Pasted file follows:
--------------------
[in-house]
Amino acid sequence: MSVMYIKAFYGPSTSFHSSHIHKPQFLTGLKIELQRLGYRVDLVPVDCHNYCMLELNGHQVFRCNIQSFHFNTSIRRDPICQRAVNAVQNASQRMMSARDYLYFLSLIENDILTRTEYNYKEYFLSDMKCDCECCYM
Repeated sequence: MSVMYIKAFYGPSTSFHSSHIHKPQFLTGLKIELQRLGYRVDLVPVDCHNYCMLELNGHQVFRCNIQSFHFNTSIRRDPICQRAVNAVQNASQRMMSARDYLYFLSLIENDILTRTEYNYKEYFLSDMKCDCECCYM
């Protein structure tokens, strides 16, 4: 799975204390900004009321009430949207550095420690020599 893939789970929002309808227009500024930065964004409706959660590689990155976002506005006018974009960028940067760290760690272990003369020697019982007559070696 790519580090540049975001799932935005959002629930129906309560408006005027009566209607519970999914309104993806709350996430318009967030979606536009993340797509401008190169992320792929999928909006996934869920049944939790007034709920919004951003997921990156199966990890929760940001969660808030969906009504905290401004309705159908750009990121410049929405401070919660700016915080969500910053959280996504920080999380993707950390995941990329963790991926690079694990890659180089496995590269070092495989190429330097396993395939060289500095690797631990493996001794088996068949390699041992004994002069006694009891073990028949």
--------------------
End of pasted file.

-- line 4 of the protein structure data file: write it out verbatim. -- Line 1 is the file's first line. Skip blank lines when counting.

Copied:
């Protein structure tokens, strides 16, 4: 799975204390900004009321009430949207550095420690020599 893939789970929002309808227009500024930065964004409706959660590689990155976002506005006018974009960028940067760290760690272990003369020697019982007559070696 790519580090540049975001799932935005959002629930129906309560408006005027009566209607519970999914309104993806709350996430318009967030979606536009993340797509401008190169992320792929999928909006996934869920049944939790007034709920919004951003997921990156199966990890929760940001969660808030969906009504905290401004309705159908750009990121410049929405401070919660700016915080969500910053959280996504920080999380993707950390995941990329963790991926690079694990890659180089496995590269070092495989190429330097396993395939060289500095690797631990493996001794088996068949390699041992004994002069006694009891073990028949």